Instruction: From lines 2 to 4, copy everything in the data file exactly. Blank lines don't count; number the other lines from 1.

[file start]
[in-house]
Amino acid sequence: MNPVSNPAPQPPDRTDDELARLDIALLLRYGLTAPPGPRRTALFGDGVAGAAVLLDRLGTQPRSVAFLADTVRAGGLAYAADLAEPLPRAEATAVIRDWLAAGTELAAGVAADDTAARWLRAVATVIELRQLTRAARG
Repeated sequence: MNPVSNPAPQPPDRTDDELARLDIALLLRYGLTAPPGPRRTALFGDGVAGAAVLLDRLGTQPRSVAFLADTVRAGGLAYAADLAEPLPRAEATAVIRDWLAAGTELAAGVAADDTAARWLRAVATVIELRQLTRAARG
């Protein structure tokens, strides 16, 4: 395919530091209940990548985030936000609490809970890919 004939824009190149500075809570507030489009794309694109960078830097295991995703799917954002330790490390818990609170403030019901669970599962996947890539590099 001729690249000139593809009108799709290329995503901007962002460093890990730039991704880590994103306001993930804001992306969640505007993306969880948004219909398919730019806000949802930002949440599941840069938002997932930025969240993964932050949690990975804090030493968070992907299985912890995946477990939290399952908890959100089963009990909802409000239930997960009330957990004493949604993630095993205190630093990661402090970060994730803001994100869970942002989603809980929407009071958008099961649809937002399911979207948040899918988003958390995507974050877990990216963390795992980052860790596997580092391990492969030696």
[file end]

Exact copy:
Amino acid sequence: MNPVSNPAPQPPDRTDDELARLDIALLLRYGLTAPPGPRRTALFGDGVAGAAVLLDRLGTQPRSVAFLADTVRAGGLAYAADLAEPLPRAEATAVIRDWLAAGTELAAGVAADDTAARWLRAVATVIELRQLTRAARG
Repeated sequence: MNPVSNPAPQPPDRTDDELARLDIALLLRYGLTAPPGPRRTALFGDGVAGAAVLLDRLGTQPRSVAFLADTVRAGGLAYAADLAEPLPRAEATAVIRDWLAAGTELAAGVAADDTAARWLRAVATVIELRQLTRAARG
């Protein structure tokens, strides 16, 4: 395919530091209940990548985030936000609490809970890919 004939824009190149500075809570507030489009794309694109960078830097295991995703799917954002330790490390818990609170403030019901669970599962996947890539590099 001729690249000139593809009108799709290329995503901007962002460093890990730039991704880590994103306001993930804001992306969640505007993306969880948004219909398919730019806000949802930002949440599941840069938002997932930025969240993964932050949690990975804090030493968070992907299985912890995946477990939290399952908890959100089963009990909802409000239930997960009330957990004493949604993630095993205190630093990661402090970060994730803001994100869970942002989603809980929407009071958008099961649809937002399911979207948040899918988003958390995507974050877990990216963390795992980052860790596997580092391990492969030696």